If selected as one of the program-required activities, fellows are expected to lead the identification, development, and execution of their community-based activity with the oversight and support of an appointed fellowship program faculty member. All activities must be overseen by the appointed faculty member, and cannot occur prior to review and expressed approval of said faculty member.
Dissemination of Scholarly Activity
- Regional, State, or National Presentation. Fellows can collaboratively prepare and submit scholarly work for peer-reviewed regional and national meetings on topics of interest. Organizations relevant to pediatric psychologists include the following (in alphabetical order): American Academy of Pediatrics (Michigan Chapter), American Psychological Association, Association of Psychologists in Academic Health Centers, Michigan Psychological Association, Society for Developmental-Behavioral Pediatrics, and the Society of Pediatric Psychology. Additional associations may be indicated based on the populations and specific medical learners served. Fellows are encouraged to check with Graduate Medical Education at Hurley Medical Center as time off and/or monetary support for peer-reviewed presentations at conferences may be available.
- Peer-Reviewed Publication. Fellows can also collaboratively prepare and submit scholarly work for peer-reviewed publication. Historically, fellows have co-authored publications in the following journals (in alphabetical order): Journal of Child and Family Studies; Journal of Clinical Pediatrics; Journal of Pediatric Psychology; Professional Psychology: Research and Practice.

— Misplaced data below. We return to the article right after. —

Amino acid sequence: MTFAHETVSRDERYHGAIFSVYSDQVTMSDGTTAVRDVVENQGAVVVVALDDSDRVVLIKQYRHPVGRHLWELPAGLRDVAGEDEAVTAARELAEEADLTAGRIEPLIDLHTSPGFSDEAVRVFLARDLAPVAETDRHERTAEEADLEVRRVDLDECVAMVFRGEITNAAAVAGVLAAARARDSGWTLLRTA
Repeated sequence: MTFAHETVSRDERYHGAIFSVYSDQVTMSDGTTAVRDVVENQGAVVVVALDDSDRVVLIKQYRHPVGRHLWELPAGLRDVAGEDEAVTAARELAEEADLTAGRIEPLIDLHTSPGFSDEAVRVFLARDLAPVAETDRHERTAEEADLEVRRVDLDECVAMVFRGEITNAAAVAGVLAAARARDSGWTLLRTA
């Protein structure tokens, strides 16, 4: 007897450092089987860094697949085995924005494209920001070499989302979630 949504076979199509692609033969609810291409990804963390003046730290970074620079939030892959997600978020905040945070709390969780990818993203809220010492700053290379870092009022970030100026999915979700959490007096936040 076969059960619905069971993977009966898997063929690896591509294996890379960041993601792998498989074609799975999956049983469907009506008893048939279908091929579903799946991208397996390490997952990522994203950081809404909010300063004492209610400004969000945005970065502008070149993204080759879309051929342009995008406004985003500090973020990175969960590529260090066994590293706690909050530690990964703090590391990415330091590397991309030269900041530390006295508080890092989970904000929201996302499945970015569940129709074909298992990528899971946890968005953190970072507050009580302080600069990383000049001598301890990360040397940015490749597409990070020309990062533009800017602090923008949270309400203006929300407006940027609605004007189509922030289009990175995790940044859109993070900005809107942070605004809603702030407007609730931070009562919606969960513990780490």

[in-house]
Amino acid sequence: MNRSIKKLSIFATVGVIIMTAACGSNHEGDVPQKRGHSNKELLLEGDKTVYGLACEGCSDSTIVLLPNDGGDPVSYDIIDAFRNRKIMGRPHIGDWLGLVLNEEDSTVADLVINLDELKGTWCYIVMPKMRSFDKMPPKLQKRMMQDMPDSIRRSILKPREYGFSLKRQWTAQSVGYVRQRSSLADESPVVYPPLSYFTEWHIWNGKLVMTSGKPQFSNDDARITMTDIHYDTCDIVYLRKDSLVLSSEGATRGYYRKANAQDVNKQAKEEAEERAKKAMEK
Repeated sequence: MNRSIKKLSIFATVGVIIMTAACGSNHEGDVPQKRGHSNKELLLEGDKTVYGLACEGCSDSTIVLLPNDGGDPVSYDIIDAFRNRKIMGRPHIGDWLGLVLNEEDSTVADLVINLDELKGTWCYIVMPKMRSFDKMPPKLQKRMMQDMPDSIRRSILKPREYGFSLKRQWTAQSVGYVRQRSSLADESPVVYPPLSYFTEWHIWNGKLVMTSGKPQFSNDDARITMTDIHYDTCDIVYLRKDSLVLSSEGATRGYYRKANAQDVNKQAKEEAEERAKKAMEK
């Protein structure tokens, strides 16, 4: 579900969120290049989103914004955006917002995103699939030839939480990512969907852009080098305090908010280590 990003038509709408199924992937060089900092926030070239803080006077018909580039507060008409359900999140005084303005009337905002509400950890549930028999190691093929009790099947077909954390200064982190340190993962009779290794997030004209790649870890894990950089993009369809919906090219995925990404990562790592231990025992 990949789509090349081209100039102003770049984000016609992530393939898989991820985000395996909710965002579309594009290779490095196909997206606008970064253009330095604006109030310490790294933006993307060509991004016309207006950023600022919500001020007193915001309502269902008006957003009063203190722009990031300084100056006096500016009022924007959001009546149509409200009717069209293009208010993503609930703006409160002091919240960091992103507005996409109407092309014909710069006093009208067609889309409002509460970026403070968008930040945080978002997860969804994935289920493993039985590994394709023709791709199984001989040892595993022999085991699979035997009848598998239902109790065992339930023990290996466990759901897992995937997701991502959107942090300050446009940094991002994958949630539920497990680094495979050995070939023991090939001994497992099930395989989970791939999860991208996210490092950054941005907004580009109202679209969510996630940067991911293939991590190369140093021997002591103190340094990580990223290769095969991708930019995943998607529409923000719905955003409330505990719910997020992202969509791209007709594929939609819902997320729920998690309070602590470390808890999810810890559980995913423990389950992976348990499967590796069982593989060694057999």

The fellowship ensures a scholarly approach to pediatric psychology practice through an educational curriculum, fellow participation and facilitation of journal club, faculty modeling, and an evidence-informed approach to all fellowship activities.
For those with more interest in research activity, a variety of opportunities are available, with considerable support provided from fellowship faculty, an on-site library, and a dedicated research department at Hurley Medical Center. If fellows have an interest in deeper knowledge and skill development related to research activity, they are encouraged to discuss this within formal individual supervision.
The primary goal of Journal Club is to deepen knowledge, skills, and attitudes relevant to practicing evidence based medicine including critical reflection on scientific methodology, awareness of various research methods, and the application of science to clinical practice. Fellows can facilitate journal club during their 12-month fellowship experience. Articles and the date of journal club facilitation will be assigned early in the fellowship experience.
Research Activities Available to Interested Fellows
- Research participation as the principle investigator or a collaborator
- Formal quality improvement projects
- Program evaluation
- Curriculum development or evaluation
- Participation and eventual authorship of peer-reviewed works including posters, oral presentations, book chapters, & journal articles
Summary of Fellowship Program Requirements
Successful completion of the Pediatric Psychology Fellowship Program requires that fellows fulfill the following program requirements:
- 12-months of full-time engagement in the fellowship (barring allotted personal, sick, and conference time-off)
- Participation in 2 hours of weekly 1:1 supervision
- Attendance of all didactics (barring excused absences)
- Diversity Committee membership & participation
- Passage of the National Examination for Professional Practice in Pediatric Psychology
- Performance meeting program expectations as measured by the 12-month Faculty Evaluation of Fellow Performance Evaluation Form
- Completion of three activities, each aligning with one of the following non-clinical, professional roles (NOTE: Activity selection should occur in collaboration with the Program Director and align with learner interests, training gaps, &/or professional needs):
- Community-Based Activity
- Medical education didactics (1 required)
- Facilitation of Journal Club
- Data analysis and submission for dissemination in a national or international peer-reviewed context
Additional information pertaining to community-based activities, medical education, journal club, and scholarly activity opportunities can be found below.